To begin with, there's that thing; that abstract quirky thing that makes you invisible. Daytime or night, the relevance of ghosts in the city can be lacking in many many ways. So if you want to be seen, forget about it. A farm house in Wisconsin would be best in that case. A small notoriety comes when the coffee shop patrons at 5th & Broadway greet me; Good Morning Alfred.... Mister Ely they say; And a curious wind visits the front door. Being a regular affords a bit more popularity than the average ghost in The Big Apple. I heart NY. By far, the most delightful ghosting occurs on Monday mornings. 0800 Eastern to be precise; when New Yorkers ~ frenzied ~ seem preoccupied with dreamy details of weekend jaunts through Central Park and cheese slices at Mama Rosarita's with the grease sliding down your arm. We truly skilled ghosts can manage to catch commuters off guard, with a well timed fright; exiting the 08:01 train lost in thought at Grand Central Station while the intermediate ghosts, recent grads of ghost school, tend to observe and learn. It's part of the Expert Ghost curriculum; required training if you want to be licensed to practice ghosting in NYC. The problem of turnstiles and subway tokens clanging louder than you. That's the thing with New York; you can barely be heard over the commotion; much less seen. So if being heard is your thing... A basement gallery in Lisbon would do nicely; In winter I suppose. An upshot of the gig though is this.... ghosts in Manhattan never get bored; we're too busy competing for the attention of Native New Yorkers; however the pace is a tad too fast. Because they tend to ignore you; Oh, and they never return your texts. Madison Avenue; It's overpopulated with sad ghosts. Dejected. Standing lonely and alone on the sidewalks of Manhattan, holding their invisible heads down. All they want is to be loved; on a human level. The task of being a ghost in Manhattan. Far too complicated a matter. Do it only if the other ghost positions are already taken, or if you're friends with Bill Murray.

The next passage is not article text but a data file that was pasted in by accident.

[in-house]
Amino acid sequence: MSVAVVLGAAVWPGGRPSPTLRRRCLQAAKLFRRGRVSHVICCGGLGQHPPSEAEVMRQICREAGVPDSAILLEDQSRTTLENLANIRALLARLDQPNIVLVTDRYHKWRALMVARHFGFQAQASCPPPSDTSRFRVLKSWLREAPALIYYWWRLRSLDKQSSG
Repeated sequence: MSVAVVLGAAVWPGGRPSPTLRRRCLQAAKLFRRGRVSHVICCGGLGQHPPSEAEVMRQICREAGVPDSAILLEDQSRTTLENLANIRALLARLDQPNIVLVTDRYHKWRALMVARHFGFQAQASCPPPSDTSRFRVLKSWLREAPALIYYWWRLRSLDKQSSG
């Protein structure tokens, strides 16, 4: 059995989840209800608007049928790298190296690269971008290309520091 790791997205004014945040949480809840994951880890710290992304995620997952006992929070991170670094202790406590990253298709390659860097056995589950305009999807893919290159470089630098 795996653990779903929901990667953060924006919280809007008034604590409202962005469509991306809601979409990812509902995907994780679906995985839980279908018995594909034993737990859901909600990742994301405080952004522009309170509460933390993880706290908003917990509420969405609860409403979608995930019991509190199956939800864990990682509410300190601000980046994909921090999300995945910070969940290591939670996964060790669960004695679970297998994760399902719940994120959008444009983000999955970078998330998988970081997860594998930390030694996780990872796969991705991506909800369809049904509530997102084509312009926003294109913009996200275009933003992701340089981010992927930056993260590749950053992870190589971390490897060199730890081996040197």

REFLECTIONS BY THE AUTHOR: Author Notes THE PROS AND CONS OF BEING A GHOST IN MANHATTAN ~ D James Breaux Somewhat curious is the fact that Alfred Ely frequents the underground public transit system with a pocket full of tokens, even though ~ as one keen observer points out ~ the subway no longer takes tokens. The best I can guess is maybe he has tokens left over from circa 1869, before Alfred met with his untimely demise...death by chocolate...which is another story all together, one we shall scrutinize in a future compendium. And with all his gallivanting to and fro, I think maybe he gets just a tad confused between the past and present. No bother, Mr. Ely always rides free, old boy has a distinctively longstanding pass, irregardless of the fare. But anyway, he apparently is convinced those tarnished old tokens jangling around in his pockets will eventually rattle the attention of some unsuspecting commuter and startle the heck out of them. After 145 yrs of trying, you think he'd have learned better.